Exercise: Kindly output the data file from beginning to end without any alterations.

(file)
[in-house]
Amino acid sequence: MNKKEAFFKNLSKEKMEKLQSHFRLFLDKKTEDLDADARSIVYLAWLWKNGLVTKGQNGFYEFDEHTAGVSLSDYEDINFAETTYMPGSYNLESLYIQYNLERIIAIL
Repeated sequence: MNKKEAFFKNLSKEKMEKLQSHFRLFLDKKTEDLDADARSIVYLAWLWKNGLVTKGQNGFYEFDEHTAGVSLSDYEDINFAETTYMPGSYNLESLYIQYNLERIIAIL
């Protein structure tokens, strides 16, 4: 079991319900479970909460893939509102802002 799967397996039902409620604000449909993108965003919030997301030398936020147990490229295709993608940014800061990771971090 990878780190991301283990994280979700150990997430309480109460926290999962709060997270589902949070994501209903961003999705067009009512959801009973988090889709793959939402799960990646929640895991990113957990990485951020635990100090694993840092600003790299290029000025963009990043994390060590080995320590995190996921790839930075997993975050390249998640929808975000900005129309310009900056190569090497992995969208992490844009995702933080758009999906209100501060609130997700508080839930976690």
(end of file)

[in-house]
Amino acid sequence: MNKKEAFFKNLSKEKMEKLQSHFRLFLDKKTEDLDADARSIVYLAWLWKNGLVTKGQNGFYEFDEHTAGVSLSDYEDINFAETTYMPGSYNLESLYIQYNLERIIAIL
Repeated sequence: MNKKEAFFKNLSKEKMEKLQSHFRLFLDKKTEDLDADARSIVYLAWLWKNGLVTKGQNGFYEFDEHTAGVSLSDYEDINFAETTYMPGSYNLESLYIQYNLERIIAIL
């Protein structure tokens, strides 16, 4: 079991319900479970909460893939509102802002 799967397996039902409620604000449909993108965003919030997301030398936020147990490229295709993608940014800061990771971090 990878780190991301283990994280979700150990997430309480109460926290999962709060997270589902949070994501209903961003999705067009009512959801009973988090889709793959939402799960990646929640895991990113957990990485951020635990100090694993840092600003790299290029000025963009990043994390060590080995320590995190996921790839930075997993975050390249998640929808975000900005129309310009900056190569090497992995969208992490844009995702933080758009999906209100501060609130997700508080839930976690």